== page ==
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Tuesday, 4 September, 2001, 10:56 GMT 11:56 UK
Killers don't cry
Nominated for the Nombre D'Or Award 2001 (Documentary category)
This programme was first broadcast on Sunday 29th April 2001. The feature below accompanied the original article.
Alan Little reports on the ruthless gangs that terrorize and kill in South Africa's prisons, and a brave attempt to reach out to the murderers and ask them to confront their actions.
Mogamat Benjamin has been in prison for 34 years and he has killed more people - mostly fellow inmates - than he can remember. He has beheaded and mutilated their corpses.
He has - along with other members of his gang - cut out his victims' hearts and eaten them in a grim semi-mystical ritual in which the life-force of the victim is supposed to pass into the bodies of the killers.
The 28 Gang
Mogamat holds the rank of General in the gang known as the 28.
"I am powerful," he told us. "I am partly God. No man has a higher rank in Pollsmoor than me. In the camp of the 28s a person's life is in my hands.
"The final decision is mine. There are people who I said should be killed and they were killed."
This is no idle boast. For years, Pollsmoor has had a murder and assault rate that matches the anecdotal claims.
"It's not the warders who have control of the prison any more. The Numbers control the prison. They make the decision here," says prison warder, Barry Coetzee.
Coetzee has reason to feel afraid. He has been warned that he has been selected by the gang leaders as a future target. Someone in the gang structure - he doesn't know who - has been ordered to stab him as a test of courage and loyalty to the gang. This is known as "calling a number".
"A number has been called on me", said Coetzee. "I will be stabbed or cut with a blade. My blood has to flow. There's no way to defend yourself. You never know when, you never know where. It's terrifying. It's a psychological war".
No fear allowed
"When you join the gang, I will not allow any fear from you", he said.
"We develop you in such a way that you will become fearless. You can only come into the camp [of the 28s] by spilling blood."
The men of the number cut the emblems of their allegiance into their skin. Facial tattoos are the ultimate abandonment of all hope of a life outside.
It developed its own military-style hierarchy, its own elaborate codes of punishment and reward, and its own sexual mores. For what distinguishes the men of the 28 is sex. An intricate protocol determines which new recruits will serve as sexual partners for which established gang members.
It was as a revolt against sodomy that the second main gang was formed - the gang of the 27s. They are known in prison as the men of blood. Their loyalty to their officers is tested by stabbing warders and other inmates. In Pollsmoor Maximum, almost half the warders have been stabbed or cut at least once.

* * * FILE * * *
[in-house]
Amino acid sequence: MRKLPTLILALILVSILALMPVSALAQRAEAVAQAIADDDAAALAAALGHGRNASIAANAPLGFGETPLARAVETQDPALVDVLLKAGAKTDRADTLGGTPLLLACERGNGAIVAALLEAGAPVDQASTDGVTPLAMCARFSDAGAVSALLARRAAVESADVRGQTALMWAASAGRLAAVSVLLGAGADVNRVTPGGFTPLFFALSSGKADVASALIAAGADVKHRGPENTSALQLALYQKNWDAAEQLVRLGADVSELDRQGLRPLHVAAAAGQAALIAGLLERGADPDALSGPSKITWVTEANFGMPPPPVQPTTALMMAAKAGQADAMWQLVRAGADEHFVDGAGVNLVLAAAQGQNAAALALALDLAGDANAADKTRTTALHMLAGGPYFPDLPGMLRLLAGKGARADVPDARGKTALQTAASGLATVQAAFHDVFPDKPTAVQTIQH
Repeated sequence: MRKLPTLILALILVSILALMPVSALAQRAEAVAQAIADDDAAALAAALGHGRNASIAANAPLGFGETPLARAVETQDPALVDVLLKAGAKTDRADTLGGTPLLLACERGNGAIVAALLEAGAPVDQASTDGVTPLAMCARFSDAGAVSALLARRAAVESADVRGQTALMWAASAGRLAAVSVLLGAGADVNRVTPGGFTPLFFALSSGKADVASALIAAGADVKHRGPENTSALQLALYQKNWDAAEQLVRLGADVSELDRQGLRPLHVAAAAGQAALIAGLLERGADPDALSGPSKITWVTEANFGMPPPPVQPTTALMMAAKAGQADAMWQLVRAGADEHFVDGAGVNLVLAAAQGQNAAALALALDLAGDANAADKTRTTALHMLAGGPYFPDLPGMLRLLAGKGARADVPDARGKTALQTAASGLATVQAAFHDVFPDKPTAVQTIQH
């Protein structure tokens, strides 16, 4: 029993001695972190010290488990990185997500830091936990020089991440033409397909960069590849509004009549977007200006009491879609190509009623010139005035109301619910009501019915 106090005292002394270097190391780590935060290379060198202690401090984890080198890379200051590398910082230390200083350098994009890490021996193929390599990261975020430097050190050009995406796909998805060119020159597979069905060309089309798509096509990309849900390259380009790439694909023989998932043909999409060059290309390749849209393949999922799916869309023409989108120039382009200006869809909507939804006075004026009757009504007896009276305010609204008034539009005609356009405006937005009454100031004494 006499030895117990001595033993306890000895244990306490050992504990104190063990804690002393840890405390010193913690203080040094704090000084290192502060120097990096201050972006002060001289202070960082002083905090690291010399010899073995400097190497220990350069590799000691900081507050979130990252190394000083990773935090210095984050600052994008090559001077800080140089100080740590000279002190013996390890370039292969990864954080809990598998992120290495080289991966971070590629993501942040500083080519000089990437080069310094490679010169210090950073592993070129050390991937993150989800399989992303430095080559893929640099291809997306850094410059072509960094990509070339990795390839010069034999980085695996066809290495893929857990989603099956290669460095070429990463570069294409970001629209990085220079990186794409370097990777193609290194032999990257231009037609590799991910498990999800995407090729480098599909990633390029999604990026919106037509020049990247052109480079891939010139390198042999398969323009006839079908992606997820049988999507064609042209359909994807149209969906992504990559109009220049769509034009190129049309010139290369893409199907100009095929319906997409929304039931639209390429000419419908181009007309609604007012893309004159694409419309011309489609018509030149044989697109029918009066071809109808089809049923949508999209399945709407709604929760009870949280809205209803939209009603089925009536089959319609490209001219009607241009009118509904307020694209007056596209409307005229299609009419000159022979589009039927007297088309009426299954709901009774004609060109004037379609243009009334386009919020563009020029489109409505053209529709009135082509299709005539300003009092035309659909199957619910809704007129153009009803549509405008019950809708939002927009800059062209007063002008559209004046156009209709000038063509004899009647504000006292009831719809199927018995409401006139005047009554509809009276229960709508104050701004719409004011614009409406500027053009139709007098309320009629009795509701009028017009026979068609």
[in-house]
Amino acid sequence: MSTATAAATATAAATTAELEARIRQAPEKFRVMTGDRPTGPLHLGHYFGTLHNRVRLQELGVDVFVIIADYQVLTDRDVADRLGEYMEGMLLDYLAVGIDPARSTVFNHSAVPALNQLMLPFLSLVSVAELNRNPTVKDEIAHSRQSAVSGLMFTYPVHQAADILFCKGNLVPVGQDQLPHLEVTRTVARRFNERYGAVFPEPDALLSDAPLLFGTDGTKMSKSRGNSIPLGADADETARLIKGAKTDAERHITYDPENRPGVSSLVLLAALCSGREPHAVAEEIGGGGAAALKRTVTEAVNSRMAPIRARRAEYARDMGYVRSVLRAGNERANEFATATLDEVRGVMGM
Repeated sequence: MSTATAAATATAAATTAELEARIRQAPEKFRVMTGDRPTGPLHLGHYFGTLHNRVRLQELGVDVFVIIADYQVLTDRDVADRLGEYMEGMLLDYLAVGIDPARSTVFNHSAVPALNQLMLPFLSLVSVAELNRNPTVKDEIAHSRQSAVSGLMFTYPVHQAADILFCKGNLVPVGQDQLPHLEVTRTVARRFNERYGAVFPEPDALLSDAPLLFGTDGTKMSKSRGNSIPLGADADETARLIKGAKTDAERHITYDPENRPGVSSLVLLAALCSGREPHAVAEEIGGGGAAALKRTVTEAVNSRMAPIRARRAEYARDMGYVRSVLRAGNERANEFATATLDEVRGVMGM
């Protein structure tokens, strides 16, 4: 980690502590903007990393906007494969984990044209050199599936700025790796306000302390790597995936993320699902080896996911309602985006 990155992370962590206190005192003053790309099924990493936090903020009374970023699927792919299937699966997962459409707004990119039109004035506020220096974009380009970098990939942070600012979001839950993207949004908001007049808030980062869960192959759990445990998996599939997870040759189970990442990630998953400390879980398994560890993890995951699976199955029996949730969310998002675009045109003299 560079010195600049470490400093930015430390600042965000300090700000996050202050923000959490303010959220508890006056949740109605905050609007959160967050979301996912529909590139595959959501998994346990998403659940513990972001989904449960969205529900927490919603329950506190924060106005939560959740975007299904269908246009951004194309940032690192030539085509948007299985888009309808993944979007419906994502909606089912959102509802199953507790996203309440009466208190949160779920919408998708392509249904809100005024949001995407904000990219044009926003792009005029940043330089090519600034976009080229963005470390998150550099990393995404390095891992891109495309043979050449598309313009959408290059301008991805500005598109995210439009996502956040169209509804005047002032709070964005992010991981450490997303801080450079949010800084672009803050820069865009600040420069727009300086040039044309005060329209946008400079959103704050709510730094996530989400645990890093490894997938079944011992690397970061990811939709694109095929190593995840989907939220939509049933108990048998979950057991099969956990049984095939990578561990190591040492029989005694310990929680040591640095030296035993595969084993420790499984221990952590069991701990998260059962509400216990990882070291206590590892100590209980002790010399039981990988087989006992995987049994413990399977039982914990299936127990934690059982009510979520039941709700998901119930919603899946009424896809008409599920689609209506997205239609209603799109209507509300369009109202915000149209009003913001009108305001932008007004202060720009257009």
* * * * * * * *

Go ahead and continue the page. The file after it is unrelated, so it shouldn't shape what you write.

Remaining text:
The gang known as the 26 prove their loyalty by robbing warders and fellow inmates of whatever material possessions can be smuggled in.
It is a pattern repeated across South Africa, for the Numbers Gangs operate in all South Africa's prisons and inmates transferred from one prison to another must demonstrate a knowledge of gang culture, beliefs and practices in order to be accepted into the camp in the new prison.
We obtained exclusive access to film a series of remarkable and - at times - breathtaking workshops in which the gang members were forced to confront themselves - to examine who they are and the evil that has so blighted them - for the first time in their lives.
It is an astonishing experiment in human nature - an attempt to reach into the souls of mass murderers and multiple rapists - to see whether they can be changed.
The workshops are run by Joanna Thomas from Cape Town's Centre for Conflict Resolution. She is a striking feminine presence in the masculine and emotionally repressive zone of Pollsmoor Maximum.
It took her many days to break down their suspicion, and some threatened to stab her.
On the last day of the course, they faced the toughest test. Joanna forced them to talk about their families - their wives, their children.
But, tellingly, it was when they spoke about their fathers that the floodgates opened. There was not a single man in the room who could recall an affectionate male presence in their childhoods.
A powerful moment
That is what motivates Joanna Thomas to come back into this place day after day. "I am not so na´ve as to believe that one series of workshops can change a man who has been in the heart of the gang system for most of his life. But I see a struggle and as long as I see it I am prepared to engage with it."
Reporter: Allan Little
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